Growing Corn

August 11, 2011. 26-minute dharma talk with Thich Nhat Hanh from War Memorial Gym at University of British Columbia, Vancouver, Canada. The sangha is on the North American Tour and this talk is especially for the children.

Story of corn seeds. Grain of corn to be planted and remember to water everyday. And when it becomes a plant of corn, maybe 2-3 leaves, you come and ask the plant a question. “My dear little plant of corn, do you remember when you were a tiny seed?” The plant may not remember, but you do. The plant of corn is only a continuation of the grain of corn. You too were like the grain of corn and we don’t remember, so we need a friend in the dharma to help us. We believe that our father and our mother are outside of us, but that is not true. In addition to being outside of us, they are inside of us; every cell of our body. We are a continuation of our father and of our mother and we can make our father and mother more beautiful into the future. We can bring them into the future.

The talk is available below. There is a video version available too.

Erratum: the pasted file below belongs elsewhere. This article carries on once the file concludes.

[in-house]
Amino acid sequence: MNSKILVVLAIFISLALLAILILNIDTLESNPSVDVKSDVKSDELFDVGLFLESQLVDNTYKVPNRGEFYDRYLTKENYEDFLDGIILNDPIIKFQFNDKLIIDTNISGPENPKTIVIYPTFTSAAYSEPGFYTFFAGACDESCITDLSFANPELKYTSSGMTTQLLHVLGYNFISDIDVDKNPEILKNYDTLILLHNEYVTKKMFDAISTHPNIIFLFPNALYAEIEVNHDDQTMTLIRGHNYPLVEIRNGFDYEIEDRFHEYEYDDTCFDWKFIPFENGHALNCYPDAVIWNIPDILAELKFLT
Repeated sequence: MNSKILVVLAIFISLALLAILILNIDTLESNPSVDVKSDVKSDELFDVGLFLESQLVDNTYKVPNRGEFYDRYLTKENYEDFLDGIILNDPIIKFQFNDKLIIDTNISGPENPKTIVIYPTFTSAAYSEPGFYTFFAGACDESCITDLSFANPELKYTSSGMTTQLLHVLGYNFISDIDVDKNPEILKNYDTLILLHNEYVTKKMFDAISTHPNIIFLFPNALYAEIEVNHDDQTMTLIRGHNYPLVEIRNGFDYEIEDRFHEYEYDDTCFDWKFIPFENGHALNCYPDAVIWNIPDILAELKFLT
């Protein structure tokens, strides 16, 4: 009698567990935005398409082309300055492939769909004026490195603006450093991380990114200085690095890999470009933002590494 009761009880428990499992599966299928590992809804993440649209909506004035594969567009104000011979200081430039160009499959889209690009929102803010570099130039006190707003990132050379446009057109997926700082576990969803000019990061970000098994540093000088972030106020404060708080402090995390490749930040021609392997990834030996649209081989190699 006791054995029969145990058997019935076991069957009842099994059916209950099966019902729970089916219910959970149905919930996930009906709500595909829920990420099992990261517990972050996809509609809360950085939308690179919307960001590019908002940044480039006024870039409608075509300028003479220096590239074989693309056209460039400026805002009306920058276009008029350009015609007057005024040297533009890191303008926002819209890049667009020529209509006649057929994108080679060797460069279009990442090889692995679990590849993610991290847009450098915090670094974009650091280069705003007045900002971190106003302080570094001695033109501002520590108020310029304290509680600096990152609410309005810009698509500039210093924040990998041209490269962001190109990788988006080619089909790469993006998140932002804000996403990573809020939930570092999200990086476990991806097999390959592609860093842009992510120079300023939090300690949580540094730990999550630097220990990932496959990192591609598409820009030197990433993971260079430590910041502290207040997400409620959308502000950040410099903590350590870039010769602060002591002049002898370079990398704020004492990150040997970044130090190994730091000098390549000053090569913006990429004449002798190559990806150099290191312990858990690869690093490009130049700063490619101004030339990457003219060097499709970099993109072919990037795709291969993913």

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Every Step for my Mother and Father

June 12, 2011. 105-minute Dharma Talk in Vietnamese, with translation provided by Sr. Chan Khong, given by Thich Nhat Hanh at New Hamlet, Plum Village, France. This is the first talk after being in Germany and Southeast Asia.

Thay reads a letter from a young monastic aspirant requesting a 5-year ordination because the parents will not give permission for a lifetime; they need the daughter to care for them as they age. She sees the freshness of a novice life. A monastic life. Each day is precious. Singing together with nature.

Our daily practice is to find happiness in all we do each day. How do we understand our parents? How are we their continuation? Do we really know our parents? I vow to live happily for you mother, for you father. We only see part of our parents, our partner, our children but we can discover more every day. The same is true with ourselves.

Sangha body and dharma body. The jewel of the sangha. The quality – brotherhood, sisterhood, joy, peace – where does it come from? The first fruit of the practice is “I have arrived, I am home.”

What is work? What is it’s relationship to the practice? Do we work to much? We need to look deeply in our sangha. What are our talents and how best to apply?

Happiness can be found in everything we do.

The talk was given in Vietnamese with English translation and is available below. There is a video version available too. Please note, we are missing just the first minute or two of the recording.

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